An ultra-Orthodox, or Haredi, Jewish man walks past Israeli soldiers of the Netzah Yehuda Haredi infantry battalion during their swearing-in ceremony in Jerusalem.
(photo credit: AMMAR AWAD/REUTERS)
For the third time in this cycle of the proposed legislation, the High Court of Justice has given the state more time to pass a haredi enlistment law, a draft law for the ultra-Orthodox that is supposed to satisfy everyone – the court, the governing coalition, and the haredim.
Only no such legislation exists.
On Monday the court granted six more months, until July 28, to pass legislation that regulates – like the law that applies the rest of Israeli society – haredi enlistment in the army.
That’s going to be difficult. After elections on April 9, the government will probably, as is usually the case, take its two-month allotted time to form a coalition. That means that when the new government is sworn in at the beginning of June, it will have less than two months to pass that draft law.
Twenty years after the Tal Committee was first authorized (August 22, 1999) to find a compromise and issue recommendations on the special military exemption given to haredim; 16.5 years after the passage of the Tal Law (July 23, 2002); and seven years after the High Court ruled that the law is unconstitutional (February 21, 2012), we still find ourselves needing to pass acceptable legislation.
Many proposals have been put forth over the years from non-partisan institutes and organizations. Some compromise has to work. But none have.
The draft law that the court extended had received the blessing of the army and was approved by the Knesset. But last-minute political maneuverings led to a failure to pass the needed legislation, and it was one of the ostensible reasons that the government fell. This is not the first time this has occurred.
The fault lies with the High Court of Justice that continues to grant extensions. We urge the court to forgo any more postponements and let the country move on. With no more deadlines, the court’s previous ruling would go into effect, and all haredi men of military age would automatically be obligated to enlist.
What will inevitably follow will be more and larger street demonstrations, which usually occur at Nordau Square at the corner of Jaffa and Sarei Yisrael streets, a block from the Central Bus Station.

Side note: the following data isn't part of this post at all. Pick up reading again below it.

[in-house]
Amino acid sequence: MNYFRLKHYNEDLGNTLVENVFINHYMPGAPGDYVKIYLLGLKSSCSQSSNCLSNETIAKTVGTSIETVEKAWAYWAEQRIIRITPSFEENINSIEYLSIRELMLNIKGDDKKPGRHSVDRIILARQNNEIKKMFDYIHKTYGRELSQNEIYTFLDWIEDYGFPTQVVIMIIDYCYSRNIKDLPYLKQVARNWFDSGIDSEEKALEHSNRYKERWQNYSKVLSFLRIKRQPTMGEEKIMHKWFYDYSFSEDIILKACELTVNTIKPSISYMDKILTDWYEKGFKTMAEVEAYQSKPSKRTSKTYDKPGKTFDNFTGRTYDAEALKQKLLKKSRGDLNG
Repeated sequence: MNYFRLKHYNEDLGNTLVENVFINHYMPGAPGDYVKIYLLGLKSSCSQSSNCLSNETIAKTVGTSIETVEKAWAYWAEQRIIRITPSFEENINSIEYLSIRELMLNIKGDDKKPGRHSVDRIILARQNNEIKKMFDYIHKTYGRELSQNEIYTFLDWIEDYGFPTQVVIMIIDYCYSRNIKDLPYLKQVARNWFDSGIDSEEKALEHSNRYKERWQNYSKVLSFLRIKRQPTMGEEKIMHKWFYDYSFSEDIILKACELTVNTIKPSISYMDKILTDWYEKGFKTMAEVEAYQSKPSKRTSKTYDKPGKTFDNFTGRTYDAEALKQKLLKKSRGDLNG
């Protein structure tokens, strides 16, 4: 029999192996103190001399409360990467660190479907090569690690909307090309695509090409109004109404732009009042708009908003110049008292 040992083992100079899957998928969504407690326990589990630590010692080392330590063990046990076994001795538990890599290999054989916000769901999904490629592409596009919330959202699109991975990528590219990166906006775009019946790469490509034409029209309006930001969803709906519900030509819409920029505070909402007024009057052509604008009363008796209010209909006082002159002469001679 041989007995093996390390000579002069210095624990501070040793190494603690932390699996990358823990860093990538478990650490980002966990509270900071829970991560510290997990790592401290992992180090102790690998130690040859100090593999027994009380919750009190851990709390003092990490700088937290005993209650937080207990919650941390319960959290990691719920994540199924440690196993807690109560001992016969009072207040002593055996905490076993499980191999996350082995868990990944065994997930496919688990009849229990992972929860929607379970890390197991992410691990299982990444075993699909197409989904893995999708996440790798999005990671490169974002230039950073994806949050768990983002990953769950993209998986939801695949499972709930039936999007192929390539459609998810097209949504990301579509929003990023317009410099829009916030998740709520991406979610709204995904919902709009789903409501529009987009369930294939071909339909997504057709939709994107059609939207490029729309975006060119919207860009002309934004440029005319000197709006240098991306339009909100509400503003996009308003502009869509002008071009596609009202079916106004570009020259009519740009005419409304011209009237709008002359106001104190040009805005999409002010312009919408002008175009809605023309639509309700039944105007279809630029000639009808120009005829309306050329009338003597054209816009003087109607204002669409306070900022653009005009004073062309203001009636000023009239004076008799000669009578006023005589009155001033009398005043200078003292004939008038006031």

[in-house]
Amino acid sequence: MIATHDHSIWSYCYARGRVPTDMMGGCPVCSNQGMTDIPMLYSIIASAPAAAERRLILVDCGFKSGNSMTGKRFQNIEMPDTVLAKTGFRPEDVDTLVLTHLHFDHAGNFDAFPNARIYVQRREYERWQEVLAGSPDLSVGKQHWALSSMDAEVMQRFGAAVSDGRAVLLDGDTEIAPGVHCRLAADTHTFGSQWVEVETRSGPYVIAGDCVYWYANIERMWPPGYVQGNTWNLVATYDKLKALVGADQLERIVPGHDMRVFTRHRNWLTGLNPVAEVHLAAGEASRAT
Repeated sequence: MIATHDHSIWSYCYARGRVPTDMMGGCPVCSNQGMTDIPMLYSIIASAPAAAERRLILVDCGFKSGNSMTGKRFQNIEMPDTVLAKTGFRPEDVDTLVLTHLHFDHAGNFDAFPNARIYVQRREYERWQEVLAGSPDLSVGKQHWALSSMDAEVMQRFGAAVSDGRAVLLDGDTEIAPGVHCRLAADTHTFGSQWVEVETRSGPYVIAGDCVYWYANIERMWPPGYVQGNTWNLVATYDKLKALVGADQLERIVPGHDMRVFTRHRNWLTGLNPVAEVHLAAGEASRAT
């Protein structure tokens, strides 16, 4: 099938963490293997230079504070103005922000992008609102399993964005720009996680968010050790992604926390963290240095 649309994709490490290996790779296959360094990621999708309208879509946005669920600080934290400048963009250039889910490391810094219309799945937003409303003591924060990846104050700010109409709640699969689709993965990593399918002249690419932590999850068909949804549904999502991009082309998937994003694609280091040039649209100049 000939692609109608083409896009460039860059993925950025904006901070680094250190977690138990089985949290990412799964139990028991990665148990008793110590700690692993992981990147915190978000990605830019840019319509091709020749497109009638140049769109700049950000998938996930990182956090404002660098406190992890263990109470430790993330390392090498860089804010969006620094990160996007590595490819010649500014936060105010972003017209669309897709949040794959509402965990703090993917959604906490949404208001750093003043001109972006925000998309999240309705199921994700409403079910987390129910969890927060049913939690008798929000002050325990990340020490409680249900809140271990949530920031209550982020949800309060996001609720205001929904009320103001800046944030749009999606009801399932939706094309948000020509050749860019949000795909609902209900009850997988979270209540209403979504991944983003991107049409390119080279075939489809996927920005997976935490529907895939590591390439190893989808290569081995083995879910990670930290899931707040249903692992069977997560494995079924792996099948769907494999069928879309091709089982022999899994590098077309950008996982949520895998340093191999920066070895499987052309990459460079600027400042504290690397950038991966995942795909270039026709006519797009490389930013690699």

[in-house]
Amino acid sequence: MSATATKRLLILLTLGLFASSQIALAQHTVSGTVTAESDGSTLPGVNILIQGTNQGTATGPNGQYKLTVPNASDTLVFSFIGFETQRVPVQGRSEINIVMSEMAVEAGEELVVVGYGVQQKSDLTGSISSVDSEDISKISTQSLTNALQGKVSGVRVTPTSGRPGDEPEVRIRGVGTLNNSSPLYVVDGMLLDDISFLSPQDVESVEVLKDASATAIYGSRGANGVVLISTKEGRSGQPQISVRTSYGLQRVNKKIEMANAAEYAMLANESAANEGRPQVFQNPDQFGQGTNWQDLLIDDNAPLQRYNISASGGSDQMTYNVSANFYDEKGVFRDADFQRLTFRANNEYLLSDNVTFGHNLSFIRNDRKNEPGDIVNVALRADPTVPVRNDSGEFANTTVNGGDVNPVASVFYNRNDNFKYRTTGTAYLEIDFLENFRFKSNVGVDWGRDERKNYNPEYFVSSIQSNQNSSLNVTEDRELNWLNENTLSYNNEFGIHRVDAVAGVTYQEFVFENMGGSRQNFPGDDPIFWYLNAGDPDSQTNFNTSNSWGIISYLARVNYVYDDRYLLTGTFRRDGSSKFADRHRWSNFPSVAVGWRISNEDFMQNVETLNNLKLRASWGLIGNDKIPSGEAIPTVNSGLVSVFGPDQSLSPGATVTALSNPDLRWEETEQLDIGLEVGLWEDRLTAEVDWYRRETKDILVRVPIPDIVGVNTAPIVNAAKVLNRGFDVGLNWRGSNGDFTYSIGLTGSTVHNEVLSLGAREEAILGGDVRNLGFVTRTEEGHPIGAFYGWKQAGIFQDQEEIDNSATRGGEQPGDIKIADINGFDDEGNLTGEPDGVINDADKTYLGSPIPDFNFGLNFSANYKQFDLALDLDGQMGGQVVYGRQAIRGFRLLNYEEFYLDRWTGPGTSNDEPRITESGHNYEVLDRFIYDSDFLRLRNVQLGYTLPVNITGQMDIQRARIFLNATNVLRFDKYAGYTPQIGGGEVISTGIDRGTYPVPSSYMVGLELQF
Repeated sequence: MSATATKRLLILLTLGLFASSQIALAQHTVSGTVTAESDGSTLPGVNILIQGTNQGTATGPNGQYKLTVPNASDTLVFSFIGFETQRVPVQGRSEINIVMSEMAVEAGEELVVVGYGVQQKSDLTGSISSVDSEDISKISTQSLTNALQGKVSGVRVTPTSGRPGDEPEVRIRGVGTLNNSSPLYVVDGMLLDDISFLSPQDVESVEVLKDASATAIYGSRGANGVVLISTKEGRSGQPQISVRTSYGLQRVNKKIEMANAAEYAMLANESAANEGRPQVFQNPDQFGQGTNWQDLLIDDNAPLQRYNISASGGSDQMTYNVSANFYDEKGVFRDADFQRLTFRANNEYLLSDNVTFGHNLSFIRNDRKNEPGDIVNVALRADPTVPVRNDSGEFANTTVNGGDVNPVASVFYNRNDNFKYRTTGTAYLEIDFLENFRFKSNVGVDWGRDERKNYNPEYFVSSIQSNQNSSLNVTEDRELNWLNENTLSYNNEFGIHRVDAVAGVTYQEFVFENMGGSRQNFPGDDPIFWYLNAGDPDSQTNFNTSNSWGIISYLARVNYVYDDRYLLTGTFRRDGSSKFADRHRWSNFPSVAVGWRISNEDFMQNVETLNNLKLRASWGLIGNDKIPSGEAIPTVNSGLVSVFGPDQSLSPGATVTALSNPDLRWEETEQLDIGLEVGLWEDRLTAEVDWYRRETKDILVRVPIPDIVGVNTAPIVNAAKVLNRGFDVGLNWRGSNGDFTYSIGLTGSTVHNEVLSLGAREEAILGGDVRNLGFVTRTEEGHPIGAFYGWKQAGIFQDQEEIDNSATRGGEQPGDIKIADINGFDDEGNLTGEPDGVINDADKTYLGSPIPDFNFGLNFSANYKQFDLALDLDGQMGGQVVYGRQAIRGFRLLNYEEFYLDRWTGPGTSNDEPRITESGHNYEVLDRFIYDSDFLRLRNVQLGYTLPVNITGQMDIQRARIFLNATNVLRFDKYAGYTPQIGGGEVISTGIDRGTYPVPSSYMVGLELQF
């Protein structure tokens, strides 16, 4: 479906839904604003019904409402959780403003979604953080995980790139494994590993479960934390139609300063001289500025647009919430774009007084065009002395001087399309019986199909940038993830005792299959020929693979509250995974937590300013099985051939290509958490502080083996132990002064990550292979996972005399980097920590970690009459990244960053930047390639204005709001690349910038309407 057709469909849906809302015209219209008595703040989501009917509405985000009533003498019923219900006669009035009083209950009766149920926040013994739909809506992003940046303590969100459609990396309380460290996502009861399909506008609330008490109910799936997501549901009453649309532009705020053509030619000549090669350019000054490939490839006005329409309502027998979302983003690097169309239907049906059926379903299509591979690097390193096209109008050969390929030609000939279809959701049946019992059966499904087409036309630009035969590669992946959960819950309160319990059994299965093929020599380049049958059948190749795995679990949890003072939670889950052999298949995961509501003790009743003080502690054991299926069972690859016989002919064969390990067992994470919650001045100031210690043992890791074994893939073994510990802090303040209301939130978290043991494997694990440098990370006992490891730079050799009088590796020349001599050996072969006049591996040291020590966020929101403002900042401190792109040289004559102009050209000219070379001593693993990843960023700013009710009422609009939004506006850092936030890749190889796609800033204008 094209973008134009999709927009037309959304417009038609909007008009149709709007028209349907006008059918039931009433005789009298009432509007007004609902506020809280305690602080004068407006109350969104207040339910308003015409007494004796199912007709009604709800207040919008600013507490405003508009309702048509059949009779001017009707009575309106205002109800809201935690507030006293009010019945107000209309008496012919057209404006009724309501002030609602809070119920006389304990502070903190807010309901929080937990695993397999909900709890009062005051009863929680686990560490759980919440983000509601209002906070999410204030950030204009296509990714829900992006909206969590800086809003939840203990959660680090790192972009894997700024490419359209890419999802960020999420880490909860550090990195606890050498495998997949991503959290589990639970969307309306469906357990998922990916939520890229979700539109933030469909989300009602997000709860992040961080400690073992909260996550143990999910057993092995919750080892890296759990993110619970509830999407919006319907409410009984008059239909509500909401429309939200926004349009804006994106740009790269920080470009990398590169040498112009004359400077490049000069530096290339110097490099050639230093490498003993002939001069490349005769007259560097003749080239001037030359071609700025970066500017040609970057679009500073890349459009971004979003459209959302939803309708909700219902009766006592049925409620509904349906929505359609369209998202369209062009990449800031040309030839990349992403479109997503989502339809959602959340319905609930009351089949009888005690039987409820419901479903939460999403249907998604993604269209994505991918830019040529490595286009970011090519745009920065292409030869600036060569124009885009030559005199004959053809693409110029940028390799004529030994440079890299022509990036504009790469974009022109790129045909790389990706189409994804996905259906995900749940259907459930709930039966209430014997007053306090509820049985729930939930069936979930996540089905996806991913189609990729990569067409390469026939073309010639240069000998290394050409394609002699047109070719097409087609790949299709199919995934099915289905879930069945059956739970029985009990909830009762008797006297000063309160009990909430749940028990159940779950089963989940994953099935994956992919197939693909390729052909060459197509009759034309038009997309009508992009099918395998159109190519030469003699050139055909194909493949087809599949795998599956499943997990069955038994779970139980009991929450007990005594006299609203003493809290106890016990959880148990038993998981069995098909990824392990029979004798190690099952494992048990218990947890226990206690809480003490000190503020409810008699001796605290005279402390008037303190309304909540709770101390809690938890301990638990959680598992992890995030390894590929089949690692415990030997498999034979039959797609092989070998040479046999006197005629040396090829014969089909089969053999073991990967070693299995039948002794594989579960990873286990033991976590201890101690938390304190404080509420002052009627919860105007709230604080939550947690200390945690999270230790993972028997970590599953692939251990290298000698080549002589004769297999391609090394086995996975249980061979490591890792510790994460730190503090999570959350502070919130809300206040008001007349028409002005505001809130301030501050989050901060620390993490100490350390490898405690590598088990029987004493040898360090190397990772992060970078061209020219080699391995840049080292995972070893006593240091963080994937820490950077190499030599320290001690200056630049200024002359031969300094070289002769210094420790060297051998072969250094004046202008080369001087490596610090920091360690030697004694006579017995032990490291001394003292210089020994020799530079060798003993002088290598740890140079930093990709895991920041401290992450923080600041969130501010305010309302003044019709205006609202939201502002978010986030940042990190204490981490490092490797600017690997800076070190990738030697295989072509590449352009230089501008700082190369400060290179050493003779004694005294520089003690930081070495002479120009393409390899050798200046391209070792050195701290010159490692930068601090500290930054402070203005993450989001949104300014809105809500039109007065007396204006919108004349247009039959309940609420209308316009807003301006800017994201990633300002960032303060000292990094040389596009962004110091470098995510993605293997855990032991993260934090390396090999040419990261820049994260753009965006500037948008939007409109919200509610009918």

If they want to demonstrate, we hope the haredim ask and are granted a permit to do so at a designated location, and not in the middle of the capital’s main street that permits them to hijack the city and its bus and rail lines.
When they refuse to disperse, the police will use spray cannons to shoot foul-smelling gunk at the protesters, a fragrance straight from the sewers that lingers in the air for days. And those who refuse to enlist – those who show contempt for the rule of law – will be arrested.
Equality in the burden of service is an extremely important public issue. It is a question of sharing – to some extent, to some degree, to some percentage – toward the betterment of this State of Israel, contributing to the great Jewish cause being created now 70 years on.
It’s not a question of sitting and learning Torah all day, and we should stop obscuring the issue. Jews around the world learn Torah and also contribute to the general population. A balance must be struck between two important values: equality and Torah study. Exemptions that are already given to those who really learn Torah all day symbolize the value of Torah study as an expression of the Jewish character of the State of Israel. That should continue. Those who really learn should be allowed to. The Jewish state cannot go around arresting people for studying the texts that are the foundation of our national identity.
But that doesn’t mean that its either Torah study or the IDF. If army service is too much, there’s national service – doing something to serve the nation whose benefits are enjoyed by all. Put on a blue smock and serve in a hospital; go help out in an absorption center. Israelis need you and want you to be a part of society.
We support a draft law that applies to all because it applies to all. It is a matter of solidarity and a shared destiny among the various sectors of Israeli society. We are all in this together. That’s what a democratic country is built on.
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